‘No Danger of Oil Spill’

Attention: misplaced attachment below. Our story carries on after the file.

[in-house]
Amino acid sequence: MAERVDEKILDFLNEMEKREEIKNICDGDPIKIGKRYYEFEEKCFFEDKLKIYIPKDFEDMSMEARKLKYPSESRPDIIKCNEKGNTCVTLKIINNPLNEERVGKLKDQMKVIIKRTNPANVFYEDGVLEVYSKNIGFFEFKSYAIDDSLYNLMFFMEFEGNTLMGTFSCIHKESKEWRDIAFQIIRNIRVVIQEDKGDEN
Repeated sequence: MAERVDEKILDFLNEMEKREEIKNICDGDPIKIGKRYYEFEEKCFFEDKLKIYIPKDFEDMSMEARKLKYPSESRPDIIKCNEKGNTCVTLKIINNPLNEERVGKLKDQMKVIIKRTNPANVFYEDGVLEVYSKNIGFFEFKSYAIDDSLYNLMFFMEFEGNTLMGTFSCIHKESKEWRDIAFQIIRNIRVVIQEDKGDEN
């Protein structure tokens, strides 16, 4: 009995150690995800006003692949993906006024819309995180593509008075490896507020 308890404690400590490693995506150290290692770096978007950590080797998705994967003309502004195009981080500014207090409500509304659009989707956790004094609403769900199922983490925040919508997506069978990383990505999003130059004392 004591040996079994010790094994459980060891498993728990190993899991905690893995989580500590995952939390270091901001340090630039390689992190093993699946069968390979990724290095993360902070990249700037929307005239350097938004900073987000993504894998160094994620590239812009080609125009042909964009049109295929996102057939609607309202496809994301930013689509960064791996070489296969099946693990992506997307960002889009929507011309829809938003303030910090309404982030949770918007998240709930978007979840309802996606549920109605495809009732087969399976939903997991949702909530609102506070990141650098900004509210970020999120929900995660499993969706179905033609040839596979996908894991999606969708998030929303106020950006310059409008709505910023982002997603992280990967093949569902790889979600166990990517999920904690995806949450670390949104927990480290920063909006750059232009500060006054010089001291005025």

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By Petronella Sibeene WINDHOEK MFV ‘Holmatindur’, the vessel that capsized last week Wednesday at the port of Walvis Bay is carrying 20ÃÆ’Æ‘ÀÃ…ÃÆ”šÃ‚ 000 litres (20 tonnes) of oil, which could be potentially hazardous to marine life should there be any leakage. The vessel that belongs to Sea Flower, a LÃÆ’Æ‘Æ‘ÃÆ”šÃ‚¼deritz-based fishing company, was booked in for its annual dry-dock maintenance when it capsized. The cause of the accident remains unknown although speculation is rife that it could be related to problems of balance. Yesterday, the Port Captain at Namibia Ports Authority (NamPort), Musa Mandia, confirmed to New Era that the vessel had on board 20ÃÆ’Æ‘ÀÃ…ÃÆ”šÃ‚ 000 litres of oil. He assured that there is no potential danger of oil leakage. Mandia said Namib Marine Services and Namdog, under the Elgin Brown & Hamer (EBH), have been appointed by the vessel company owner to salvage the vessel. It is estimated that it will take between three weeks and one month for the vessel to be re-floated. Namib Marine Resources and Elgin Brown & Hamer are currently planning how to salvage MFV “Holmatindur”. “They are working on the plans before the salvaging process. They have to get technical information before the process because without it (information), the potential danger is that it can capsize again,” he expanded. Efforts to get comment stonewalled as Elgin Brown & Hamer referred this journalist to Namib Marine Resources, and vice-versa. Comment could not be obtained from the vessel owner as the captain of the company was reported to be out of office yesterday. Principal Biologist in the Ministry of Fisheries and Marine Resources, Beau Tjizoo, said the impact of the oil on marine life would have been catastrophic had there been any leakage. The first creatures that would have been affected would have been oysters and mussels. He commended NamPort for putting in place contingency plans such as “cordoning’ the area where the vessel sunk with a special pipe that would suck up the oil in case of a leakage. Further, the special pipe would also contain the oil in case of a spill. “It is a calm environment that makes it easier to contain the situation should a need arise. I do not foresee any impact on marine life,” Tjizoo said. The capsizing of the vessel has not only raised fear of potential marine life disturbance should there be any leakage, but has also affected the berth as it blocks other vessels to be “worked on”. The Ministry of Fisheries and Marine Resources this week declined to shed more light on the capsized “Holmatindur”, saying investigations into the incident continue. No injuries were reported and salvage operators are working on a plan to float the vessel again, said Minister of Fisheries and Marine Resources, Dr Abraham Iyambo. Impact of Fuel or Oil Spills Oil spills present the potential for enormous harm to deep-ocean and coastal fishing and fisheries. The immediate effects of toxic and smothering oil waste may be mass mortality and contamination of fish and other food species, but long-term ecological effects may be worse. Oil waste poisons the sensitive marine and coastal organic substrate, interrupting the food chain on which fish and sea creatures depend and on which their reproductive success is based. Commercial fishing enterprises may be affected permanently. Wildlife other than fish and sea creatures, including mammals, reptiles, amphibians, and birds that live in or near the ocean, are also poisoned by oil. The hazards for wildlife include toxic effects of exposure or ingestion, injuries such as smothering and deterioration of thermal insulation and damage to their reproductive systems and behaviour. Long-term ecological effects that contaminate or destroy the marine organic substrate and thereby interrupt the food chain are also harmful to the wildlife, so species populations may change or disappear. Source: Water Encyclopedia http://www.waterencyclopedia.com